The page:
Finally, in 1312, information indicating a best match template image from the set of template images for each of the portions of the target image may be output. As mentioned above with reference to FIG. 7B, this information may include indices or labels indicating the “best match” template images, or may comprise the “best match” signals themselves. The “best match” template images may be displayed on a display screen and/or saved or logged to file. Alternatively, the “best match” template images, or the results of the matching, may be provided to other components or logic circuitry in the system for further processing, decisions, and/or analysis.
As mentioned above with reference to FIGS. 7B and 12, in one embodiment, after the best match candidate signal has been determined, the best match candidate signal may be processed to determine if the best match candidate is an acceptable match. In another embodiment, the best match candidate signal may be processed to determine characteristics of the received input signal of interest.
As also mentioned above with reference to FIG. 12, in one embodiment, all of the template images may be uncorrelated with each other, as in the OCR example given above in which an unidentified character or glyph is matched to one of a set of known characters or glyphs.
Thus, the unified signal transform may be used in image matching applications to identify instances of one or more template images in a received target image. The methods presented above with reference to FIGS. 12 and 13 may be used in a number of fields or domains, including medical image analysis, manufacturing, machine vision, quality assurance, forensic image analysis, or any other field or domain where images are analyzed and/or pattern matching is used.
Computational Complexity and Performance
The main advantage of the pattern matching algorithm presented above is its relatively low computational complexity compared to classical procedures. In order to compute the computational complexity, assume that the template is of size M×M, the test image is of size N×N and that K discrete scale steps are used. In all cases, complexity will be measured as number of required multiplications. Assume also that M<<N.
The classic correlation approach would be to compute the correlation of the test image with the K rescaled template images. The classic statistical sampling approach would incorporate statistical sampling into the correlation computation. Finally, the algorithm proposed above incorporates UST projection and a randomized correlator to reduce computation even further. The number of multiplications for each method is presented below.
Algorithm  Number of Multiplications  
Classic Correlation  KM^{2}N^{2}  
Classic Statistical Sampling  K^{2}N^{2}  
Proposed Method  ((p + 1)K + O(p))N^{2 }≈ 2KN^{2}  
The scale invariant pattern matching algorithm has been implemented in the National Instruments LabVIEW development environment. Based on experiments, the suggested number of Halton samples required has been determined to be between 6080 (N) and the number of projection vectors between 4 and 8 (K).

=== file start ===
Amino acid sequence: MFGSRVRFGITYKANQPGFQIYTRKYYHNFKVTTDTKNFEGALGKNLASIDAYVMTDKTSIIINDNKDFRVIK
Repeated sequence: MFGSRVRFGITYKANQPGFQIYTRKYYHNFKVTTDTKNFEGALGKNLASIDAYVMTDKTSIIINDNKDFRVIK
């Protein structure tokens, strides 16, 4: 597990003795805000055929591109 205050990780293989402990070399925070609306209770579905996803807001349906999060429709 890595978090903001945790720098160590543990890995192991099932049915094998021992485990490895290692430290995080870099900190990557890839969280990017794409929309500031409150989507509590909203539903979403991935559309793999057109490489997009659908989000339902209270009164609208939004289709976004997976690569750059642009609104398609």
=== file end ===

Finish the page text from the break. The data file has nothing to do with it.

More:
Thus, a new method for realtime scale invariant and/or rotation invariant pattern matching is presented based on the shift invariance property of a new transform which is computed for a given set of basis signals. One advantage of the proposed approach is that any affine transform may be included as part of the method.
Theorems
Theorem 1: The matrix X_{B} ^{−1 }defines a shift invariant transformation for the set of vectors f_{i}.
Proof: From the definition of the matrix A, it is clear that f_{p}=A^{p}f_{0}. Using property P3 we can write f_{p}=X_{B}V^{p}X_{B} ^{−1}f_{0}, resulting finally in X_{B} ^{−1}f_{p}=V^{p}X_{B} ^{−1}f_{0}, which is the matrix form of the shift invariance property of the DFT (note that for a DFT f_{p}=f([n+p]_{N})).
Theorem 2: If the vectors f_{i }are shifted versions of each other (i.e. f_{i}=f([n+i]_{N})) then X_{B} ^{−1 }is the Fourier matrix.
Proof: For the specified set of vectors, B′=I′B where I′ is the columnwise shifted identity matrix
It is clear then that A=I′. If we set X_{B} ^{−1}=W_{N}, where W_{N }is the DFT matrix, then I′=W_{N} ^{−1}VW_{N }which can be verified by direct computation.
Theorem 3: Given a regular matrix B the generalized transform can be computed as X_{B} ^{−1}=D^{−1}W_{N}B^{−1}, where D is an arbitrary complex diagonal matrix. To define a unitary transform the diagonal elements of D should be set to
where B_{i} ^{inv }(k) represents the Discrete Fourier Transform of the i^{th }column of B^{−1}.
Proof: Using P1, B′=I′B. and I′=W_{N} ^{−1}VW_{N }(Theorem 2) one can equate X_{B}VX_{B} ^{−1}B=BW_{N} ^{−1}VW_{N}. This directly implies that X_{B} ^{−1}=D^{−1}W_{N}B^{−1}, where D is an arbitrary diagonal matrix. Moreover, each column of W_{N}B^{−1 }is B_{i} ^{inv }(k) (for k=0, . . . , N−1). The definition of an unitary transform requires that every line of W_{N}B^{−1 }have unit norm. It is clear then that